Before taking a photo, you need to set the toggle switch next to the camera button to 3D, but the initial results look blurry as they're not shown in 3D; you need to switch to playback mode to admire your photos in three dimensions.
The same thing happens when shooting video, which looks like there's a greasy filter over the lens, with the 3D effect only becoming visible when you play your clip back. One piece of advice is to try to keep your hands as steady as possible when shooting in 3D as even a few light shakes can leave viewers with a nasty headache when watching in 3D. It works best in wide, open spaces without too much movement. Our favourite videos included landscapes, interiors and quiet street scenes.
3D photos of just about anything work, except when you're photographing dark objects against a very light background. In that case, the 3D effect remains very limited.
Overall, we're more than happy to claim that the quality of the glasses-free 3D display on the Evo 3D is better than that offered by both the LG Optimus 3D and the Nintendo 3DS.
Sense 3.0 ... in 2DHTC really changed things with the arrival of Sense 3.0, its interface which gives Android a whole new look and which is now available on both the HTC Sensation and the firm's Flyer tablet as well as the Evo 3D.
Sense 3.0 is a virtual fireworks display in the palm of your hand, with ever more exciting animated widgets, a 3D carousel to spin from one homescreen to another, the HTC Watch app for mobile VOD, extreme customisation and hundreds of extra apps and widgets to download.
With all the power of the Evo 3D behind it, the interface runs lightning fast and is a treat to use. The Sense 3.0 keyboard is easy to get the hang of—and, as well as being fast, also includes room for a custom dictionary which can learn your own words and abbreviations.
It's just a shame that HTC hasn't reworked Sense 3.0 for the 3D screen: a 3D version, with the carousel really spinning and icons with genuine depth would have been amazing.
For the time being, though, the 3D display is only really used for your own 3D photos and videos and the YouTube 3D app, though it must be said it does both of these extremely well.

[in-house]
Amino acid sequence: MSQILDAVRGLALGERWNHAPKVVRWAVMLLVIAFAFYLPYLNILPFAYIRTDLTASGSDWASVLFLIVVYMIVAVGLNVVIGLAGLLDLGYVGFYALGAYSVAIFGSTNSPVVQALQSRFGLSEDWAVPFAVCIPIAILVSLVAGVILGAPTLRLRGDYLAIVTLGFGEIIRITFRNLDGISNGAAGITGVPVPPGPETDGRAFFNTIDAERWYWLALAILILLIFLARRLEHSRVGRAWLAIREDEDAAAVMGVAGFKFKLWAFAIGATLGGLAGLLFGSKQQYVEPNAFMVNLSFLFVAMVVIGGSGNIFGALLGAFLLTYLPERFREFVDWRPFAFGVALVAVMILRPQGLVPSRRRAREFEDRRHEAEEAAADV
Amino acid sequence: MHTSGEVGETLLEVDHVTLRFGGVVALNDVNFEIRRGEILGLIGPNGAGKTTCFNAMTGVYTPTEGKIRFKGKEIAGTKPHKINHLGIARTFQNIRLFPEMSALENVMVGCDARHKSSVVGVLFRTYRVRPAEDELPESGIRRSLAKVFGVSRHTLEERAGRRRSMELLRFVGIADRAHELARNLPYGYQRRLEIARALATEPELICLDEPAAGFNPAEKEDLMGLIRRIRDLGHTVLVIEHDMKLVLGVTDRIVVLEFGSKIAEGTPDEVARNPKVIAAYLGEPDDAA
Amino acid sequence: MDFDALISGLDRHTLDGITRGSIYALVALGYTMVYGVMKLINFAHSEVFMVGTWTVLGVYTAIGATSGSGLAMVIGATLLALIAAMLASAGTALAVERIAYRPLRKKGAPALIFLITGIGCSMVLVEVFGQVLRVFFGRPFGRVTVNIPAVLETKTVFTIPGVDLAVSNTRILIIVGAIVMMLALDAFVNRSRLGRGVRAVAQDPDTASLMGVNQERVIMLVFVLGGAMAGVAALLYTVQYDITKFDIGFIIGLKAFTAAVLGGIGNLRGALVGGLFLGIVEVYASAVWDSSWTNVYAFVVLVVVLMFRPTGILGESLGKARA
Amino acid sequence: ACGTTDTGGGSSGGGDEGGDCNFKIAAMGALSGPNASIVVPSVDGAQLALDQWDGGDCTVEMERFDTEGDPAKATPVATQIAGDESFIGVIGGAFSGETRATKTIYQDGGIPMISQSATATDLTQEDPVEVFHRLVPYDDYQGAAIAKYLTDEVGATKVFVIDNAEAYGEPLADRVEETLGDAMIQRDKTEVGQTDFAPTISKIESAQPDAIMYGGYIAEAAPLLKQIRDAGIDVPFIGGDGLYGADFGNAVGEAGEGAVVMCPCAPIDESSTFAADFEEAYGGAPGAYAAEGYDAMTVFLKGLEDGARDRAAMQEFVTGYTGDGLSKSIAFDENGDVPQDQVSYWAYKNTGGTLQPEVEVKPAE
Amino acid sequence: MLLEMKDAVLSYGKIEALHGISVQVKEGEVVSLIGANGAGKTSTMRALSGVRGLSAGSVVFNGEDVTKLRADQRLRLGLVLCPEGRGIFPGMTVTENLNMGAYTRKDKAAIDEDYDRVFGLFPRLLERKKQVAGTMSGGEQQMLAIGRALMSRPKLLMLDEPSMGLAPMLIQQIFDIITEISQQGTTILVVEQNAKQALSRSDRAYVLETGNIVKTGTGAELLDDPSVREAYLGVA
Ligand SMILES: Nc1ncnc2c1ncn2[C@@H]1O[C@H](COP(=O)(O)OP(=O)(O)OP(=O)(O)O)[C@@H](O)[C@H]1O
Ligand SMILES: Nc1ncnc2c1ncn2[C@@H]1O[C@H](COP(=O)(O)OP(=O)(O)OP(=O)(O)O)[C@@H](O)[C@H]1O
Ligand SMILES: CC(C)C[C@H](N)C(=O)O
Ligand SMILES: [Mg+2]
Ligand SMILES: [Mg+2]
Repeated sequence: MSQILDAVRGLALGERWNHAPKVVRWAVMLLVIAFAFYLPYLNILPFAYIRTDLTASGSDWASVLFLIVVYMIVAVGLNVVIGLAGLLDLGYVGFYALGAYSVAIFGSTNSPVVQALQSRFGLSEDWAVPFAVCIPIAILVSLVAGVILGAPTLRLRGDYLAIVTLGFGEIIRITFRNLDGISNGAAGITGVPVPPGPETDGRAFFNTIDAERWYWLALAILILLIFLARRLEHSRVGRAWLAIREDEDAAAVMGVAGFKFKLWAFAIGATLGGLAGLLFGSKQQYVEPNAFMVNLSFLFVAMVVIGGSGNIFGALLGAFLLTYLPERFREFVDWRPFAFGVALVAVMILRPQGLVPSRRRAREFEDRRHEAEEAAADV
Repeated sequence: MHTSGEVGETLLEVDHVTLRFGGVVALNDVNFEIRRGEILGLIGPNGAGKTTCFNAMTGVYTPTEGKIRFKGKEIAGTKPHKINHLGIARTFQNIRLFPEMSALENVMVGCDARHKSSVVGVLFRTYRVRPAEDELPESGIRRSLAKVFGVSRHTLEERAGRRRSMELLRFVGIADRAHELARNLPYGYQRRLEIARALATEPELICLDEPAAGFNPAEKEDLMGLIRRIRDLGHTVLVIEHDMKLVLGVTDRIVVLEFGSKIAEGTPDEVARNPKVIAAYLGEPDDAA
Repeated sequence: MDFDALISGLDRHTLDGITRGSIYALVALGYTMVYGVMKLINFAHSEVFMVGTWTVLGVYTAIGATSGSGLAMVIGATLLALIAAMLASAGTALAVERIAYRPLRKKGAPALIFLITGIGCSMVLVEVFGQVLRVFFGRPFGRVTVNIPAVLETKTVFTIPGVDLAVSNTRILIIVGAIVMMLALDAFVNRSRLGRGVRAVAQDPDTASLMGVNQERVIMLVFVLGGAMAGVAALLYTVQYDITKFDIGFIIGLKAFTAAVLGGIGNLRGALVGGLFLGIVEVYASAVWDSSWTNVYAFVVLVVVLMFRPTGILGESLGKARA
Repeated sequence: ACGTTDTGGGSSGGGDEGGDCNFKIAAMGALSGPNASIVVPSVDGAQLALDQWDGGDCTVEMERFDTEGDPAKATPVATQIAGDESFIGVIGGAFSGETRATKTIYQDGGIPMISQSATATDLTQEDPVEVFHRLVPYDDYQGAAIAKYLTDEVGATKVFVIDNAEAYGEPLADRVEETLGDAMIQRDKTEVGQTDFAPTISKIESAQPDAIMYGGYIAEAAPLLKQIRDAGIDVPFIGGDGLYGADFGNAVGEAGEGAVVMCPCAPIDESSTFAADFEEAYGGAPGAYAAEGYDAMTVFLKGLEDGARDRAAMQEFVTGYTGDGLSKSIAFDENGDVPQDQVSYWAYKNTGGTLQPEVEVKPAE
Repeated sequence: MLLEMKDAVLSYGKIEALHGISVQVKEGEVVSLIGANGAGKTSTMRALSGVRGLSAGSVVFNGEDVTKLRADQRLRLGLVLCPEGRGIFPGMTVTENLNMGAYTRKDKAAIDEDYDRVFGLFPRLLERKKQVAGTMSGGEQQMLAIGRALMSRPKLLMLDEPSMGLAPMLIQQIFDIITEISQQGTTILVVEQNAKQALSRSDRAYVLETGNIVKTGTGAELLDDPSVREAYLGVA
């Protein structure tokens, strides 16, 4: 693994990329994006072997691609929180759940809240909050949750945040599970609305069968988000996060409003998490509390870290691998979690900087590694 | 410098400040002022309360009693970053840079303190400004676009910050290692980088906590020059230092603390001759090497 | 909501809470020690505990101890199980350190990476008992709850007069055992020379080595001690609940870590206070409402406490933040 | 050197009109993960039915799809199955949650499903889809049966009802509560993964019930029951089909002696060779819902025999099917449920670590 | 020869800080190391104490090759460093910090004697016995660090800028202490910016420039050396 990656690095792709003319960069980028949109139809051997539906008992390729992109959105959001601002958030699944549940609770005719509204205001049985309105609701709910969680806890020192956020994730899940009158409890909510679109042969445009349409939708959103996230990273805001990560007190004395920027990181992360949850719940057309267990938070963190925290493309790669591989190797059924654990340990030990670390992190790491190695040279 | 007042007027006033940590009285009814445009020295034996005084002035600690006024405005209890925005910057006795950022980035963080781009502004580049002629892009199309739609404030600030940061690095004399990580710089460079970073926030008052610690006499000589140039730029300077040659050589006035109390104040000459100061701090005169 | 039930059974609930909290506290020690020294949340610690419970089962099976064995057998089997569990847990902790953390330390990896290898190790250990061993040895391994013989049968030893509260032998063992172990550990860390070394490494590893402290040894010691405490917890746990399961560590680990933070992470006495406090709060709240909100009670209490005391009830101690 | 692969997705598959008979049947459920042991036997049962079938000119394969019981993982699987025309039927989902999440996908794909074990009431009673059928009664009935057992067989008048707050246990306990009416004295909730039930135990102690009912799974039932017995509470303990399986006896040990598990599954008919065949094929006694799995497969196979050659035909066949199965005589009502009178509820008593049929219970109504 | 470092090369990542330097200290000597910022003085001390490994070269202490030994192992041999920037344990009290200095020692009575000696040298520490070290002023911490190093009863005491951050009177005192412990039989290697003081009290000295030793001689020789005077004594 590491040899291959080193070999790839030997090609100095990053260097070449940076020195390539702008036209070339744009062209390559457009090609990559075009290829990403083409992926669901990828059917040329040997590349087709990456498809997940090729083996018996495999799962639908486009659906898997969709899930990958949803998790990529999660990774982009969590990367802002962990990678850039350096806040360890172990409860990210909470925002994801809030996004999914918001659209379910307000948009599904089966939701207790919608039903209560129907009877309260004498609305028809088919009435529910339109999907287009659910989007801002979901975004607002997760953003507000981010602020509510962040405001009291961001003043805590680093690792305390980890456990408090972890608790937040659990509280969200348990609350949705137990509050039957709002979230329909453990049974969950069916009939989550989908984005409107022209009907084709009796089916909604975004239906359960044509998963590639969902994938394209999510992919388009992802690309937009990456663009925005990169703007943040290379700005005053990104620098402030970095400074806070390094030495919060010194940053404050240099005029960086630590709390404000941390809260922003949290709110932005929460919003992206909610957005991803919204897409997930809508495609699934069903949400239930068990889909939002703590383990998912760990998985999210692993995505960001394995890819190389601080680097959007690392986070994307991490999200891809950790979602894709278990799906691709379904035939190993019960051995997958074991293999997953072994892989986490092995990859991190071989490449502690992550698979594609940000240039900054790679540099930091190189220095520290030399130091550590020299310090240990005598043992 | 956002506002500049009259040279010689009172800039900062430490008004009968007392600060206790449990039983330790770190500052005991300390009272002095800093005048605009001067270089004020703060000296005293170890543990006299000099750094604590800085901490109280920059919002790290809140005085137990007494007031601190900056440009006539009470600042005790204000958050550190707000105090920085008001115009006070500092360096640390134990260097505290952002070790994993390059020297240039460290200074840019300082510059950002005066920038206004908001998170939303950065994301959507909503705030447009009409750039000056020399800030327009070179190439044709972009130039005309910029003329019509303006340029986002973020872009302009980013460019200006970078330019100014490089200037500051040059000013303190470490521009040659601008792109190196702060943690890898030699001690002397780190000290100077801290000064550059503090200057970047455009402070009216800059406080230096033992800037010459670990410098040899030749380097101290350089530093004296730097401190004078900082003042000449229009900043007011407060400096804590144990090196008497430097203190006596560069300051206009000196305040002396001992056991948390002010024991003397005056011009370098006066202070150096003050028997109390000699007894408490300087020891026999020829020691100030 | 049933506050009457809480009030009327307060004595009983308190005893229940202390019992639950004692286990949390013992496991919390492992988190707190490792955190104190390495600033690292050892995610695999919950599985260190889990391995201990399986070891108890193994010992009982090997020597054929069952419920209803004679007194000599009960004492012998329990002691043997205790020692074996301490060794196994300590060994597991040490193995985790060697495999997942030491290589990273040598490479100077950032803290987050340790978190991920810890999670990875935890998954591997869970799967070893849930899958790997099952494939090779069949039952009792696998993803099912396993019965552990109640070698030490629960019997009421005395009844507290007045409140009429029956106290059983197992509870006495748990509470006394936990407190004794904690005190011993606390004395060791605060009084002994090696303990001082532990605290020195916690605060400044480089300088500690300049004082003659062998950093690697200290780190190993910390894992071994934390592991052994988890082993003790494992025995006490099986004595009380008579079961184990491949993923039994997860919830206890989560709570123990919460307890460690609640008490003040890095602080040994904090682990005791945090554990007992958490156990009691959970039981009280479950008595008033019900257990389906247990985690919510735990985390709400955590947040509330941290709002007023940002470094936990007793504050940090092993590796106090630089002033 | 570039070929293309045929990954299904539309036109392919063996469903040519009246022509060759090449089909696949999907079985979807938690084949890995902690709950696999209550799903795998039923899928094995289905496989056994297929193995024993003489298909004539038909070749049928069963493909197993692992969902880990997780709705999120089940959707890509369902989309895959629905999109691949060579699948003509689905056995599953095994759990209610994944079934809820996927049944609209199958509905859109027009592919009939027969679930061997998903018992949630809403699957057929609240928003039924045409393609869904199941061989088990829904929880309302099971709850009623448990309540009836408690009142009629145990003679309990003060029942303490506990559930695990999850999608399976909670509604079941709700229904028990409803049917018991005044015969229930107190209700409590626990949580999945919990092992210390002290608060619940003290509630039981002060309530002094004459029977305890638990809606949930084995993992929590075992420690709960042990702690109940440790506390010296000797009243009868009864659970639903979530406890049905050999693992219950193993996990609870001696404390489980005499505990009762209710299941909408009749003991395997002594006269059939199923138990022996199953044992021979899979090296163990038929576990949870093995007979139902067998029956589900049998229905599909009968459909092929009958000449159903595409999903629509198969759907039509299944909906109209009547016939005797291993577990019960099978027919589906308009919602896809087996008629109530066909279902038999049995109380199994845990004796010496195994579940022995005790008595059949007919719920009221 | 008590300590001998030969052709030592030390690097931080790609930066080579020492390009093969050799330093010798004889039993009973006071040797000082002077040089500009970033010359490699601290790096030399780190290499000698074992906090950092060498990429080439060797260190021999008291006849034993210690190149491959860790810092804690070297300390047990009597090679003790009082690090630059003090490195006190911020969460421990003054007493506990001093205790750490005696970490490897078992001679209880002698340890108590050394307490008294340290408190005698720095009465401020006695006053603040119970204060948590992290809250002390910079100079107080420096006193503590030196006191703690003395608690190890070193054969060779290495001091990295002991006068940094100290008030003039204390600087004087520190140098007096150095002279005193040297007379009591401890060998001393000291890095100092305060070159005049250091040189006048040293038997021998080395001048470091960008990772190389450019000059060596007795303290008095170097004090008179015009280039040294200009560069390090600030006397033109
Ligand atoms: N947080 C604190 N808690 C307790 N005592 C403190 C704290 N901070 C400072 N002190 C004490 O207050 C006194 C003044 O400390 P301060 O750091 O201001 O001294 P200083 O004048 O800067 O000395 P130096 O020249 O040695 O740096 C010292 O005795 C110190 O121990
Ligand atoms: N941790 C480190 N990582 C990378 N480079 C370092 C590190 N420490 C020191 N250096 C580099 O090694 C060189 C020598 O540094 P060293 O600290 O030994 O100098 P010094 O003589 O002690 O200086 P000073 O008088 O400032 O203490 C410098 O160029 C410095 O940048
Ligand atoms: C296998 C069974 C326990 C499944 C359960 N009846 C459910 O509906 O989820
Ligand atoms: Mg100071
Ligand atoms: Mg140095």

Like the HTC Sensation before it, the Evo 3D is very much made for the web, loading pages quickly, even if they are very Flash-heavy. The qHD's physical size and resolution make reading pages in both landscape and portrait mode a breeze.
Android 2.3 Gingerbread can handle some audio and video formats natively, but the compatibility is rather limited. If you want access to a wider range of formats and to avoid nasty surprises with your more exotic content, we suggest you download a third-party app like moboPlayer or RockPlayer.
For a smartphone, the Evo 3D produces good quality audio that's as pleasant to listen to on the speakers as it is via the phone's headphone jack. Both offer plenty of power as well as a clear sound, and the dynamic range hasn't been neglected either.
Despite having a smaller sensor than the HTC Sensation, the Evo 3D's camera puts in a very reasonable performance. Dark areas might look a little underexposed—more so than on the now 'ageing' HTC Desire—but there's plenty of detail in lighter areas. That's helped by a post-processing algorithm that highlights contours without being too heavy-handed.
In general, photos have a red tinge, and the double LED flash has been toned down a little, helping to avoid overexposure.
Longer and longerHTC has already made a step in the right direction by featuring a 1730 mAh battery in the Evo 3D. That's very sensible given how quickly the phone's demanding features—especially 3D—would devour the 1520 mAh available on the Sensation.
If you're not taking 3D photos or shooting 3D video, then with so much power behind it the Evo 3D can easily last a whole day, with battery life not quite reaching the standards set by the iPhone 4 or the Motorola Atrix. Once you do start to use 3D, though, things change rapidly, and both creating and enjoying 3D content make swift work of the battery. You can expect it to be gone in under three hours if you use these features intensively. That might even seem impressive compare to even more demanding 3D games, which are set to arrive before the end of August.
So is the Evo 3D just a shiny new toy for diehard smartphone fans? Well, the 3D display could clearly have gone further than just photos and videos, especially with a new 3D interface—but that's doing a disservice to the excellent work that HTC has put it on the display itself. If you leave 3D to one side, though, the Evo is merely an alternative version of the Sensation, backed up with better battery life and a 5 Megapixel camera that more or less manages to hold its own compared to the 8 Megapixels offered by its brother.
In short, it all comes down to your personal opinion of whether or not 3D is a must-have feature for a smartphone ...